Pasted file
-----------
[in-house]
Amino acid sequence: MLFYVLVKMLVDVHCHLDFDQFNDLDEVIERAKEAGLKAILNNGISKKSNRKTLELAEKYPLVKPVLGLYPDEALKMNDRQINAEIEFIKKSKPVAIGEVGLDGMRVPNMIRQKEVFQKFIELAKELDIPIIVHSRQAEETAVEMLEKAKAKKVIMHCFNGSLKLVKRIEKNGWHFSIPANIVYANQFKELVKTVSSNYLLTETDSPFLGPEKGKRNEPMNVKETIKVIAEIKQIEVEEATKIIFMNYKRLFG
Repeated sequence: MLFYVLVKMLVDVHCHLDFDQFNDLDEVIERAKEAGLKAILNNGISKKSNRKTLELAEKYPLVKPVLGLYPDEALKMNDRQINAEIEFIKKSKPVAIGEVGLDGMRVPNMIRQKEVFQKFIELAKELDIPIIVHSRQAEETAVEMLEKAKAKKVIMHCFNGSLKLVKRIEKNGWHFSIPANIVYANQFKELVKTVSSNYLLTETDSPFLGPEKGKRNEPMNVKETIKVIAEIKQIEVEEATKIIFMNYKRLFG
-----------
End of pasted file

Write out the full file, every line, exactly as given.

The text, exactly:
[in-house]
Amino acid sequence: MLFYVLVKMLVDVHCHLDFDQFNDLDEVIERAKEAGLKAILNNGISKKSNRKTLELAEKYPLVKPVLGLYPDEALKMNDRQINAEIEFIKKSKPVAIGEVGLDGMRVPNMIRQKEVFQKFIELAKELDIPIIVHSRQAEETAVEMLEKAKAKKVIMHCFNGSLKLVKRIEKNGWHFSIPANIVYANQFKELVKTVSSNYLLTETDSPFLGPEKGKRNEPMNVKETIKVIAEIKQIEVEEATKIIFMNYKRLFG
Repeated sequence: MLFYVLVKMLVDVHCHLDFDQFNDLDEVIERAKEAGLKAILNNGISKKSNRKTLELAEKYPLVKPVLGLYPDEALKMNDRQINAEIEFIKKSKPVAIGEVGLDGMRVPNMIRQKEVFQKFIELAKELDIPIIVHSRQAEETAVEMLEKAKAKKVIMHCFNGSLKLVKRIEKNGWHFSIPANIVYANQFKELVKTVSSNYLLTETDSPFLGPEKGKRNEPMNVKETIKVIAEIKQIEVEEATKIIFMNYKRLFG